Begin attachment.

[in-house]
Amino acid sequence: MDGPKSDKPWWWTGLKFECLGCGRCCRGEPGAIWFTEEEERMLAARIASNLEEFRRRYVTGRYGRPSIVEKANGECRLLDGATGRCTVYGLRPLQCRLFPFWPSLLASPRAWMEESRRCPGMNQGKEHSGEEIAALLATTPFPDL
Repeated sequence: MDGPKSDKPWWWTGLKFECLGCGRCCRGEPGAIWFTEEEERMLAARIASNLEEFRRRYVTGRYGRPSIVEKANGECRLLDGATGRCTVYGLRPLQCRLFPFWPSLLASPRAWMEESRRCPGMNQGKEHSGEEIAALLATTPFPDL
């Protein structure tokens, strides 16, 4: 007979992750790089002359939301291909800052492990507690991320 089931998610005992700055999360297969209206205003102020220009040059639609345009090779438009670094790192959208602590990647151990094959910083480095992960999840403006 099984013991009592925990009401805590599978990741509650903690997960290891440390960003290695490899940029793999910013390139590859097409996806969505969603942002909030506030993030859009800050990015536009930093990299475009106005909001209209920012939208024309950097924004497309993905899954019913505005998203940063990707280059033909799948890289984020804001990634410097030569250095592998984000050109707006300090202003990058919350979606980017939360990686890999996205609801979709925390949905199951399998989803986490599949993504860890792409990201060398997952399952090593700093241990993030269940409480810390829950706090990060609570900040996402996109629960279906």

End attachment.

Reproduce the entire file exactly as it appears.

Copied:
[in-house]
Amino acid sequence: MDGPKSDKPWWWTGLKFECLGCGRCCRGEPGAIWFTEEEERMLAARIASNLEEFRRRYVTGRYGRPSIVEKANGECRLLDGATGRCTVYGLRPLQCRLFPFWPSLLASPRAWMEESRRCPGMNQGKEHSGEEIAALLATTPFPDL
Repeated sequence: MDGPKSDKPWWWTGLKFECLGCGRCCRGEPGAIWFTEEEERMLAARIASNLEEFRRRYVTGRYGRPSIVEKANGECRLLDGATGRCTVYGLRPLQCRLFPFWPSLLASPRAWMEESRRCPGMNQGKEHSGEEIAALLATTPFPDL
């Protein structure tokens, strides 16, 4: 007979992750790089002359939301291909800052492990507690991320 089931998610005992700055999360297969209206205003102020220009040059639609345009090779438009670094790192959208602590990647151990094959910083480095992960999840403006 099984013991009592925990009401805590599978990741509650903690997960290891440390960003290695490899940029793999910013390139590859097409996806969505969603942002909030506030993030859009800050990015536009930093990299475009106005909001209209920012939208024309950097924004497309993905899954019913505005998203940063990707280059033909799948890289984020804001990634410097030569250095592998984000050109707006300090202003990058919350979606980017939360990686890999996205609801979709925390949905199951399998989803986490599949993504860890792409990201060398997952399952090593700093241990993030269940409480810390829950706090990060609570900040996402996109629960279906």